Artist News Business News Labels & Publishers Legal Top Stories

Taylor Swift submits statement to court in ongoing Shake It Off song-theft legal battle

By | Published on Tuesday 9 August 2022

Taylor Swift

Taylor Swift yesterday submitted a statement to a US court as part of the long-running song-theft legal battle over her 2014 hit ‘Shake It Off’, which songwriters Sean Hall and Nathan Butler reckon rips off their 2001 song ‘Playas Gon Play’. Swift’s statement explains how she came up with the lyrics for her track, while also insisting there was no way she could have been exposed to ‘Playas Gon Play’ before creating ‘Shake It Off’.

Hall and Butler first sued Swift in 2017. Their song, recorded by 3LW, included the lyric “the playas gon play/them haters gonna hate”, while ‘Shake It Off’ famously includes the line “the players gonna play, play, play, play, play/and the haters gonna hate, hate, hate, hate, hate”.

The legal action has been rumbling on ever since. In 2018, judge Michael Fitzgerald actually dismissed the duo’s lawsuit on the basis that the handful of lyrics the two songs have in common are not protected by copyright in isolation.

However, Hall and Butler successfully over-turned that ruling in the Ninth Circuit appeals court, where the appeal judges said that Fitzgerald had been too hasty to conclude that the lines about players playing and haters hating were not protected by copyright.

As a result, the whole matter was sent back to the lower court. Ever since, the Swift side has been trying to get the case dismissed for a second time, mainly on the basis that, well, the handful of lyrics the two songs have in common are not protected by copyright in isolation.

But Fitzgerald has so far declined to dismiss the case again, generally concluding that the Swift’s sides arguments haven’t really changed, so if he was to grant the more recent motions for dismissal, the Ninth Circuit would likely again conclude that he was being too hasty.

According to Pitchfork, in the new court documents, Swift states: “The lyrics to ‘Shake It Off’ were written entirely by me. Until learning about plaintiffs’ claim in 2017, I had never heard the song ‘Playas Gon Play’ and had never heard of that song or the group 3LW”.

So, her ‘Shake It Off’ lyrics could not have been influenced by the earlier song. Instead, she adds, those lyrics “drew partly on experiences in my life and, in particular, unrelenting public scrutiny of my personal life, ‘clickbait’ reporting, public manipulation, and other forms of negative personal criticism which I learned I just needed to shake off and focus on my music”.

“With ‘Shake It Off'”, she goes on, “I wanted to provide a comedic, empowering approach to helping people feel better about negative criticism through music, dance, and the personal independence enabling one to just shake off the negative criticism”.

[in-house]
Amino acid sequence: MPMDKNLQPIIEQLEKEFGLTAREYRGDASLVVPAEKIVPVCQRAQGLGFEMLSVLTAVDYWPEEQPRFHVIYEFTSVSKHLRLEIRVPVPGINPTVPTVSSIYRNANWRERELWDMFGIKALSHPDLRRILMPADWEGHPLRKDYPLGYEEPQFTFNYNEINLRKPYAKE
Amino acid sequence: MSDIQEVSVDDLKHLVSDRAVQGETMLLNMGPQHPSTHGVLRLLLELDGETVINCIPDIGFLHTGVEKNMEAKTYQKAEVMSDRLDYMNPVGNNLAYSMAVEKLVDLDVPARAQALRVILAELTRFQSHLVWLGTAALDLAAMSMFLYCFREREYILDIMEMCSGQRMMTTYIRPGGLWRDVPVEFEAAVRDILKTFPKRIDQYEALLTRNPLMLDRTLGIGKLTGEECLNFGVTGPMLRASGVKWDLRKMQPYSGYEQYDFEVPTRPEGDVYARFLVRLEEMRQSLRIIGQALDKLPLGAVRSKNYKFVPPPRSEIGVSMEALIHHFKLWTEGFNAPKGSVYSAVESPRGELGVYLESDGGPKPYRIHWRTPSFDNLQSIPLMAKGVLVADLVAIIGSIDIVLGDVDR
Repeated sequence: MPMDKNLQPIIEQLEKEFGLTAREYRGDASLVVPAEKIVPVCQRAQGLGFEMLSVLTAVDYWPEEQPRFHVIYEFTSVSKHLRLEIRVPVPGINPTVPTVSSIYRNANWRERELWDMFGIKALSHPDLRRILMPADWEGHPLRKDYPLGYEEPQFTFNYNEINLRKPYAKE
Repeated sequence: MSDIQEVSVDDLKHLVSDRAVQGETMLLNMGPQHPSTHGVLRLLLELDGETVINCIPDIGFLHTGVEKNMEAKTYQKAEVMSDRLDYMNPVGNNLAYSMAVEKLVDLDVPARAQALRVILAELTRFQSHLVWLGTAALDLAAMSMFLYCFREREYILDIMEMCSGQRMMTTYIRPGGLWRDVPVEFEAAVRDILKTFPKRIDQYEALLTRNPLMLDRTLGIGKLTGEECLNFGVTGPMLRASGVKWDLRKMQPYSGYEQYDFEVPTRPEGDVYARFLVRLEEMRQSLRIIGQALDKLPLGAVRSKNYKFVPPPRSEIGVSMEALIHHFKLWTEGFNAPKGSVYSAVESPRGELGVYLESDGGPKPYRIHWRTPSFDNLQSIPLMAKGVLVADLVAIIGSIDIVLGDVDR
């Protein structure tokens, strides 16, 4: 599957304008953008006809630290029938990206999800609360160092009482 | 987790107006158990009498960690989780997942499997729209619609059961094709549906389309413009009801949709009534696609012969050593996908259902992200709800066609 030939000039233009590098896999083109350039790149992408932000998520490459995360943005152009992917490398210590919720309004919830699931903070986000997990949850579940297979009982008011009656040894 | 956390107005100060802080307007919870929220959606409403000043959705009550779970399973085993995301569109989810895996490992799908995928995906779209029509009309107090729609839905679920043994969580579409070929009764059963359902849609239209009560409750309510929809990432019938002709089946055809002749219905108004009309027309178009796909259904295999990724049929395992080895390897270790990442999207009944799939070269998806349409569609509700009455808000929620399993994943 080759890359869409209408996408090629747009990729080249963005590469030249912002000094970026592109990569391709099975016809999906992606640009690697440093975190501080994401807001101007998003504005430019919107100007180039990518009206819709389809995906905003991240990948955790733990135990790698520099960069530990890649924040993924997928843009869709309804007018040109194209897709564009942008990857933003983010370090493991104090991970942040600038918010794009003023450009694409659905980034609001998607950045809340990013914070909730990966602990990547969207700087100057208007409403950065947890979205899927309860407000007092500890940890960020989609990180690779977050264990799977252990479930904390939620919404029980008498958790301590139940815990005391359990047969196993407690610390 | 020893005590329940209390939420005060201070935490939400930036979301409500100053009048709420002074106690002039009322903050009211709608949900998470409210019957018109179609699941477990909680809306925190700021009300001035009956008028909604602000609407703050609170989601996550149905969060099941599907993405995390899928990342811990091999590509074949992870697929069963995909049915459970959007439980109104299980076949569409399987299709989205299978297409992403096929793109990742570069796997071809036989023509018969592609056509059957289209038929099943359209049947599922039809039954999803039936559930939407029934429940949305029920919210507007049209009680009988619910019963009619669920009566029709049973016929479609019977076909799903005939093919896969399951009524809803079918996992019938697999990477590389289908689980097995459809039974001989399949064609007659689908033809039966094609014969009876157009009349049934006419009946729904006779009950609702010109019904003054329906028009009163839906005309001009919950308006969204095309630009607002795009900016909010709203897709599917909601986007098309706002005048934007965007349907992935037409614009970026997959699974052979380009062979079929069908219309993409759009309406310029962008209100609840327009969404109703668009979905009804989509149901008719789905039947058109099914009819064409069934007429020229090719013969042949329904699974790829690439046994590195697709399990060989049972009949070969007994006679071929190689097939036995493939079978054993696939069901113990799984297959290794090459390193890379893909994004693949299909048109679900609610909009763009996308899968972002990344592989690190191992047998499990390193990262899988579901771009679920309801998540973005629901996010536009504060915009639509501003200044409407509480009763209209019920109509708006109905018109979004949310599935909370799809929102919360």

And, as for the two key phrases shared by ‘Shake It Off’ and ‘Playas Gon Play’, well, as her lawyers have repeatedly argued, they are pretty common phrases. And, Swift writes in the new court filing, she had previously heard both those phrases in multiple different places.

“Prior to writing ‘Shake It Off’, I had heard the phrases ‘players gonna play’ and ‘haters gonna hate’ uttered countless times to express the idea that one can or should shrug off negativity”, she writes. “I recall hearing phrases about players play and haters hate stated together by other children while attending school in Wyomissing Hills, and in high school in Hendersonville”.

“These phrases were akin to other commonly used sayings”, she reckons, “like ‘don’t hate the playa, hate the game’, ‘take a chill pill’, and ‘say it, don’t spray it’. I drew on those commonly used player and hater phrases in creating the lyrics ‘Cause the players gonna play, play, play, play, play / And the haters gonna hate, hate, hate, hate, hate'”.

Returning to the argument that she had never heard ‘Playas Gon Play’ until 2017, she adds that her parents controlled what media she consumed until her early teens, meaning she didn’t watch things like MTV’s ‘TRL’ show until “I was about thirteen years old”, ie after the release of the 3LW track.

“None of the CDs I listened to as a child, or after that, were by 3LW”, she goes on. “I have never heard the song ‘Playas Gon Play’ on the radio, on television, or in any film”. And if you think that maybe she was exposed to 3LW generally or ‘Playas Gon Play’ specifically because they appeared on the US versions of the Now! albums in the early 2000s, well, “I do not own and have never listened to the albums ‘Now That’s What I Call Music! 6’ or ‘Now That’s What I Call Call Music! 7’”.

So there you go! The case, as they say, continues.

This story is discussed on this edition of our Setlist podcast.